A common chemical used in synthetic fragrances, phthalate toxicity is linked to developmental problems in babies, a recent study cited a correlation between pregnant women with high levels of phthalates and children with markedly lower IQ levels.  And again, as an endocrine disrupting chemical, phthalate is linked to an increased risk of breast cancer

The good, the bad and the toxic

Despite the mounting evidence of the harmful effects of these and other synthetic additives, the use of toxic, persistent compounds is widespread in our cleaning products.  Our ethical ranking table exposes the brands that continue to use these harmful chemicals and provides ethical ‘best buys’ for those companies who ban their use:

how toxic are household cleaners

The toxic

Sadly, some of the most popular brands performed very badly. UK manufacturer Reckitt Benckiser who manufactures Vanish, Dettol, Windowlene and Cillit Bang had no policy on removing triclosan, parabens or phthalates from their formulations.  Even more shocking is that this lack of corporate responsibility comes after their disinfectant humidifier chemicals were found to have led to the death of nearly 100 people in South Korea.

Proctor and Gamble also performed badly having no policy to remove parabens or phthalates from products such as Viakal, Flash and Comet.

Unilever, who produces brands such as Domestos and Cif, do not use phthalates and had a clear plan for the removal of triclosan.  However, they had no clear strategy to remove parabens from their formulas.

Colgate-Palmolive performed best in the big brand categories with no parabens, triclosan or phthalates used in their cleaning products. However, they ranked low down in our scoring due to their poor policies in other areas.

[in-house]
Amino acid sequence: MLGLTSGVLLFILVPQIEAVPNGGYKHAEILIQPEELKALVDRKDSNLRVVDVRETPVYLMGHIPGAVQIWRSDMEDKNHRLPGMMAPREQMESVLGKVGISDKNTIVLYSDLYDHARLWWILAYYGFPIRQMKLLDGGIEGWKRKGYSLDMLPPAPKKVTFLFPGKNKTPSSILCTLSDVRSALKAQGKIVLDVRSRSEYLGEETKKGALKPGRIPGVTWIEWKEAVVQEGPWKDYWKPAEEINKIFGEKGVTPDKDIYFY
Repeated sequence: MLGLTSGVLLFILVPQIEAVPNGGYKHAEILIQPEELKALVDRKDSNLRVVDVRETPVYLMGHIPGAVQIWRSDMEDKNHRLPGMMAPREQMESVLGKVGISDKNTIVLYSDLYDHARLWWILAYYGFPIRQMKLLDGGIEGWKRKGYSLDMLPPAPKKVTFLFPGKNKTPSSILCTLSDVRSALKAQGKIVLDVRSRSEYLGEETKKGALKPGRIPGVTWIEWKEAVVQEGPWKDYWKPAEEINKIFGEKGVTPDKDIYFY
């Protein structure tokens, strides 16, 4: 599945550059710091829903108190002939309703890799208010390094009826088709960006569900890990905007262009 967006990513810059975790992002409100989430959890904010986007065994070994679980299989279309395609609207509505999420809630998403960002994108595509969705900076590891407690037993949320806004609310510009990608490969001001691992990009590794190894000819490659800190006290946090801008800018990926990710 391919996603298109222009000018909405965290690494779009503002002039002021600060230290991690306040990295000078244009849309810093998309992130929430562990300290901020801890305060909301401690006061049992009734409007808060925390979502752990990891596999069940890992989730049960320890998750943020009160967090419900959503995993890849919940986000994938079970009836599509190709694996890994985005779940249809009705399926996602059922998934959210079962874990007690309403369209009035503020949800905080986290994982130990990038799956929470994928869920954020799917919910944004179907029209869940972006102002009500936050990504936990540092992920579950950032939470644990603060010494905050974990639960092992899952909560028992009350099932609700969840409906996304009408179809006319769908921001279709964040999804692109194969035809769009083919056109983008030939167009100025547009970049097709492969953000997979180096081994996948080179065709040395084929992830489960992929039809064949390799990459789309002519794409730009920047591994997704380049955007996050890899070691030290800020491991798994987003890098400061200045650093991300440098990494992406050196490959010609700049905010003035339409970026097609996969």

The good

A number of smaller brands performed well in our ranking with Greenscents, Libby V-concentrate and Bentley Organics, all offering organic and vegan products that also achieved our best rating for animal testing.  Bio-D, Faith in Nature, Libby Chan and Earth Friendly Products are all vegan and cruelty-free.

All of these products had clear policies that confirmed that their products did not contain the toxic trio of parabens, triclosan and phthalates, as well as a focus on natural and organic ingredients.  In the instance of the Libby Chan products, probiotic, edible chemicals provided a completely different take on natural cleaning products.

Reducing toxic dust for a cleaner home

There are a number of things that you can do to reduce toxicity levels in your home:

  1. Use fewer cleaning products, switching to microfibre cloths can reduce the cleaning products needed whilst providing a thorough clean, and they’re washable and reusable too.
  2. Check ingredients and make the switch – know what you are using by checking the ingredients on cleaning products and ditching brands that don’t make the grade.
  3. Make your own natural cleaners – with just a few simple ingredients such as lemon juice, vinegar and bicarbonate of soda you can make a whole host of natural cleaning products. The Ethical Consumer website for the DIY toxic cleaning kit and check out this post on natural cleaning product recipes from Moral Fibres.
Home and Garden, Natural Cleaning

Is Borax Safe For Cleaning With?

what is borax substitute

Today let’s talk borax,  Specifically, is borax safe for cleaning with.  You see, in my green cleaning kit, I always have a box of borax to hand.  It’s a handy ingredient to have when there are so many uses for borax around the house.

Yet every time I mention borax here on the blog a well-meaning person or two often comments, telling me that I shouldn’t be using it in my home or encouraging Moral Fibres readers to use it in their homes.  Often claims are made that borax is dangerous, and effects on fertility are cited.